Dictionary, Encyclopedia and Thesaurus - The Free Dictionary
The user name or password entered is incorrect. Please try again.
Acronyms & Abbr.
Español / Spanish
Deutsch / German
Français / French
Italiano / Italian
Português / Portuguese
Nederlands / Dutch
Norsk / Norwegian
Ελληνική / Greek
Русский / Russian
The Free Dictionary Language Forums
Thursday, March 19, 2009
Wednesday, May 27, 2009 6:45:16 PM
Number of Posts:
[0.00% of all post / 0.00 posts per day]
Last 10 Posts
How would you answer these questions!
Wednesday, April 1, 2009 4:56:52 PM
I would think for it to make a sound; you would need to be there to hear it.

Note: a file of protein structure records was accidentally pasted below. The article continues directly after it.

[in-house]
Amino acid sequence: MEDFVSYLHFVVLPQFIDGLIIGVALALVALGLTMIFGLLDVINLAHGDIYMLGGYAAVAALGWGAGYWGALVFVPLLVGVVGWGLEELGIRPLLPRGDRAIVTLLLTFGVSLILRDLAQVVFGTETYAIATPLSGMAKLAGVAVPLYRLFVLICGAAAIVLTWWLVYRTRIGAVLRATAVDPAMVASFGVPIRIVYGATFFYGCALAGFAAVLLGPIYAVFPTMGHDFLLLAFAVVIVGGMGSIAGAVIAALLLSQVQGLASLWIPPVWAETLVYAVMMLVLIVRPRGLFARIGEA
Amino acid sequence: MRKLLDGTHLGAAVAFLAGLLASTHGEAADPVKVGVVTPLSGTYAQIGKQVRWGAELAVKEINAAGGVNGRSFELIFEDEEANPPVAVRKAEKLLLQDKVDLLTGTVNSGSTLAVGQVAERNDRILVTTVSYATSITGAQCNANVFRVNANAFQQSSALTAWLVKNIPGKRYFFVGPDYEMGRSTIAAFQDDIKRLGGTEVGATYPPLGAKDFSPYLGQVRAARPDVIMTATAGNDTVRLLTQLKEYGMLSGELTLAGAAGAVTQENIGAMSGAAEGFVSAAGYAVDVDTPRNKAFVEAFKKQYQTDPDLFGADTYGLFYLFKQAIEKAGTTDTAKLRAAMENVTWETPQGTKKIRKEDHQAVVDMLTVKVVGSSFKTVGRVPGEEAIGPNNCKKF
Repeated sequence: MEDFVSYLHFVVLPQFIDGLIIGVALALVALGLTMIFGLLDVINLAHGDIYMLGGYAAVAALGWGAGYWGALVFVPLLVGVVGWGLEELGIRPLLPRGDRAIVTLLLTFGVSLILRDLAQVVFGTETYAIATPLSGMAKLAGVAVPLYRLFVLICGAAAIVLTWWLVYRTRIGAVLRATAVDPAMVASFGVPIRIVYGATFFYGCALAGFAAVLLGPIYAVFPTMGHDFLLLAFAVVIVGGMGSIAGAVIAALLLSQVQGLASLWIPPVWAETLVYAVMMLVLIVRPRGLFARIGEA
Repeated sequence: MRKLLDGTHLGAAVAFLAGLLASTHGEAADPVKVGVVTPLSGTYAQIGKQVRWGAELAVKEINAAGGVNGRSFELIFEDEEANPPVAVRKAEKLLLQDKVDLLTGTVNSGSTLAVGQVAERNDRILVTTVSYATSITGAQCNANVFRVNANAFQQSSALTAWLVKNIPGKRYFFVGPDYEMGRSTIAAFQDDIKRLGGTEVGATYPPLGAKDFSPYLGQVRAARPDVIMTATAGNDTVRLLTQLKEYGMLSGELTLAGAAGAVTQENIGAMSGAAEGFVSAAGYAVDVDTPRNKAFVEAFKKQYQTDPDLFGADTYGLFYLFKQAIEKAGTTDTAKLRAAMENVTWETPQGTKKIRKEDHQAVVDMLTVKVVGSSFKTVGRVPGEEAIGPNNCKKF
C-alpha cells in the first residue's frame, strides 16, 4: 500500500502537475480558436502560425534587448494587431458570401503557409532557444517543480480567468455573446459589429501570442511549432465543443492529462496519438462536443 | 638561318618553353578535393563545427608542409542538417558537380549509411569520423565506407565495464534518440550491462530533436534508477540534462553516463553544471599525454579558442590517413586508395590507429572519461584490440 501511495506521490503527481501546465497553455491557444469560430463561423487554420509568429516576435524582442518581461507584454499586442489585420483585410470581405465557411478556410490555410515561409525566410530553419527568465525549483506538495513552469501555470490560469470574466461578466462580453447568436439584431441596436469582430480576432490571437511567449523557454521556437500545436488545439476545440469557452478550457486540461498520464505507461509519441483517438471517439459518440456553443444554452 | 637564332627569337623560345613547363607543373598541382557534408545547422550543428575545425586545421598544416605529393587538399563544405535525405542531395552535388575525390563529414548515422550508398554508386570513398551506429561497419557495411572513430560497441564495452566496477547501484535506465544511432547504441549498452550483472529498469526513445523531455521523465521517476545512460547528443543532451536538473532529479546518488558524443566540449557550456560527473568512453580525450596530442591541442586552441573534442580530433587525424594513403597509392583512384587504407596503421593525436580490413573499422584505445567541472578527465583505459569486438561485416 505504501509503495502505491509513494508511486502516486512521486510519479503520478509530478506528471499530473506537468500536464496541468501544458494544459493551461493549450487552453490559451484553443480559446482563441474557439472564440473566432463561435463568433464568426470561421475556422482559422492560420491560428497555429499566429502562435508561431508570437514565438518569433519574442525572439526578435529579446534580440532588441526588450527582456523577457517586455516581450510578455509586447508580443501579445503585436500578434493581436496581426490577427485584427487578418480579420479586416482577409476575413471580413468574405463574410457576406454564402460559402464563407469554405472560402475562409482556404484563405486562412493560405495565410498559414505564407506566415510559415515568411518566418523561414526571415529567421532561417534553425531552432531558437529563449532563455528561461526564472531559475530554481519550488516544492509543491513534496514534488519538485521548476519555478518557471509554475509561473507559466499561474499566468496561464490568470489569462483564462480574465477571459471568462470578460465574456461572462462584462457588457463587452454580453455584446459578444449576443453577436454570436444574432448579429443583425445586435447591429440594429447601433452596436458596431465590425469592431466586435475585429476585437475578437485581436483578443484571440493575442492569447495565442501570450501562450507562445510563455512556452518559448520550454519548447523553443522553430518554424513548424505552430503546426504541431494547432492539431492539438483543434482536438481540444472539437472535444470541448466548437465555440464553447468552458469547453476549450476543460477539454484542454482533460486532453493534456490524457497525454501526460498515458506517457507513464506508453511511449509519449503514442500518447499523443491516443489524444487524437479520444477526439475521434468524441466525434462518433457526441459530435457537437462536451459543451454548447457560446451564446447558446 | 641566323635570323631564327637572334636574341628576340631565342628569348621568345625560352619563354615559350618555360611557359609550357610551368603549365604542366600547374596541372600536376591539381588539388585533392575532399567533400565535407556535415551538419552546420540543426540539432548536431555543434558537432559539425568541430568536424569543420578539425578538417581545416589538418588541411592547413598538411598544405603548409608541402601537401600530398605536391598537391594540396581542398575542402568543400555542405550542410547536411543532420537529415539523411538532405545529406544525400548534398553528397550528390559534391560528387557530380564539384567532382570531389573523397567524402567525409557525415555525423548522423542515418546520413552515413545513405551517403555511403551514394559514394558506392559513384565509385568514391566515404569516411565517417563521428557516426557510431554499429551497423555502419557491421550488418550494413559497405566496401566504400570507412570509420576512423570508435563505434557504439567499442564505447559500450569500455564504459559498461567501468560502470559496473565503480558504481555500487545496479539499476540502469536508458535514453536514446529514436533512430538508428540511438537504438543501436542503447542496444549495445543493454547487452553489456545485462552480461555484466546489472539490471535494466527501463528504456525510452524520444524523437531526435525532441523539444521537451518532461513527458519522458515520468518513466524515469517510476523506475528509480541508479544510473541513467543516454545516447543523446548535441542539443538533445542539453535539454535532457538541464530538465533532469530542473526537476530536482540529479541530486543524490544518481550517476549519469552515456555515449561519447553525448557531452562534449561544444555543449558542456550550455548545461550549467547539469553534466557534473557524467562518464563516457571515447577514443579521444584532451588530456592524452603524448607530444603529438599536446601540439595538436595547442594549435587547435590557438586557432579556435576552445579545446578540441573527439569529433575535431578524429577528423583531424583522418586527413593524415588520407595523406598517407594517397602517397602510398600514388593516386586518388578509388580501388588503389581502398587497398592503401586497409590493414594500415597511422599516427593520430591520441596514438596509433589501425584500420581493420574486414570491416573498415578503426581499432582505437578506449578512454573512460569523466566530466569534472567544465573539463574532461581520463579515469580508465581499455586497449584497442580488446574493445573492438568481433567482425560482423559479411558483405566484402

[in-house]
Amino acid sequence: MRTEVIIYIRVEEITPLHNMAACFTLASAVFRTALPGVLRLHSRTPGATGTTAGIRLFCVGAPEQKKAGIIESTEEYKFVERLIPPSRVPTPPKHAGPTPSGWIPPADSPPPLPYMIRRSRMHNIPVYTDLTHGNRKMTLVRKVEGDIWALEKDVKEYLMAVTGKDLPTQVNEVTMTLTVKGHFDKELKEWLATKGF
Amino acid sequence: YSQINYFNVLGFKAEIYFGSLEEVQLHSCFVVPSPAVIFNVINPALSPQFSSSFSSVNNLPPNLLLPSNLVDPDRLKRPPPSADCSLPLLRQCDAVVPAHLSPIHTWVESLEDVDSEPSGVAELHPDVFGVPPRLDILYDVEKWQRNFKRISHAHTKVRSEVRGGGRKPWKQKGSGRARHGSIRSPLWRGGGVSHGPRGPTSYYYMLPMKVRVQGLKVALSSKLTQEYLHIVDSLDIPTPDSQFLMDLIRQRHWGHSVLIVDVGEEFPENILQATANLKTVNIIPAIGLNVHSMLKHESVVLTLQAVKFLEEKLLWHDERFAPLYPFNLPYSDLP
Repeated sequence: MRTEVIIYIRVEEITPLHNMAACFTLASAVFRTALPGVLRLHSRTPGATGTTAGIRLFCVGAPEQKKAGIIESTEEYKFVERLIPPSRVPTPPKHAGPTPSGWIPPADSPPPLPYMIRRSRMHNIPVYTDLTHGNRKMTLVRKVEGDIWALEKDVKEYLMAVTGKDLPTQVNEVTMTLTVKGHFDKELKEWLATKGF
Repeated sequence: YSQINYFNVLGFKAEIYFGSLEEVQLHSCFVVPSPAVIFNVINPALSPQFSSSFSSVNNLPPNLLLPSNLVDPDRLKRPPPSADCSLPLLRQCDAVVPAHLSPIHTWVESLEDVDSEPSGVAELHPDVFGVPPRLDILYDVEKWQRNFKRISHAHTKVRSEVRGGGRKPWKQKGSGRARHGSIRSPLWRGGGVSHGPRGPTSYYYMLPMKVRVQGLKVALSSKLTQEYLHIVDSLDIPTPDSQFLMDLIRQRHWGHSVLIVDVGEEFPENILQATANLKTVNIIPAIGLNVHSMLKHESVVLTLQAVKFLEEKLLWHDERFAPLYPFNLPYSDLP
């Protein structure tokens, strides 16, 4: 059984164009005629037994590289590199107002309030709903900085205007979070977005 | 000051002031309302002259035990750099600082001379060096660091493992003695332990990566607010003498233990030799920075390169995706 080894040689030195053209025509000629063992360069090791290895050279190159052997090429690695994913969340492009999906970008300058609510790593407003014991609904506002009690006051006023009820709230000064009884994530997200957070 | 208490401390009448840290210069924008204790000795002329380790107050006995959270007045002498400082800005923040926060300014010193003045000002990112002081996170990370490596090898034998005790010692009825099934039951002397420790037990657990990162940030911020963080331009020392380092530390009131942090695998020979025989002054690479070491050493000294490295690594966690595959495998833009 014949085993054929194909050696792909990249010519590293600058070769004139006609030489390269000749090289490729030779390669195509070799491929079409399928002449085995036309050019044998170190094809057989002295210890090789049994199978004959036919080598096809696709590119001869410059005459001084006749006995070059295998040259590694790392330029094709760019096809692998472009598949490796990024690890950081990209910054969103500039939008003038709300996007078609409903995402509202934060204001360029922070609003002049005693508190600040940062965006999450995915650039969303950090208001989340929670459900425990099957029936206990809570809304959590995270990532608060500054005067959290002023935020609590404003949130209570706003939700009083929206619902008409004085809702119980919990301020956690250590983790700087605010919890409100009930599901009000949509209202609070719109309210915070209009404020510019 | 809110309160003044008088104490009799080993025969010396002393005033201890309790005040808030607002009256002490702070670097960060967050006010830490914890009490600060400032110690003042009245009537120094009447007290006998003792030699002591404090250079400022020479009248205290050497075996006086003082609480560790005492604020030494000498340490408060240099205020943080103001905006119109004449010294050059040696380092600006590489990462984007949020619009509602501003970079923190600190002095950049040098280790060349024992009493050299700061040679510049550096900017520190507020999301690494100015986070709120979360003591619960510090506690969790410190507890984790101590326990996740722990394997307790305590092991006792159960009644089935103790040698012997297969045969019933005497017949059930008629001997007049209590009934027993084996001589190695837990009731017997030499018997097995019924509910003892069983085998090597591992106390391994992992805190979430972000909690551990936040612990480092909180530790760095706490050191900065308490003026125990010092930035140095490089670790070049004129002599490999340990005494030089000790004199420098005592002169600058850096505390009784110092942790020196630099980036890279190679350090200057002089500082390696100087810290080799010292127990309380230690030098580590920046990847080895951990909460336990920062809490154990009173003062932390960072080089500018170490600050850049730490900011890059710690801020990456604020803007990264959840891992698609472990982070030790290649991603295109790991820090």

Have the tree's leaved?
Wednesday, April 1, 2009 4:51:01 PM
In a poetic sense, as was written above, I like this phrase.
But it's not really "correct" from a grammatical point of view. "Leaf" can be a noun or verb. But "leaves" is a plural noun, not a verb. "To leaf" means to put forth leaves.
I was checking what I thought and this is the entry for "leaved" in the Free Dictionary:
1. Having or bearing a leaf or leaves.
2. Having a specified number or kind of leaves. Often used in combination: three-leaved; wide-leaved.
So does that mean it should be "have the trees become leaved"? English is awesome.
Have the trees become leaved, or are they just leaving?
Rules That Aren't
Thursday, March 19, 2009 8:38:09 PM
Good one. If "his welcome" and "her welcome" and "our welcome" were phrases you'd see on a spelling test, I might be convinced.
Your welcome is lifting.
Main Forum RSS :
Forum Terms and Guidelines
Copyright © 2008-2021
. All rights reserved.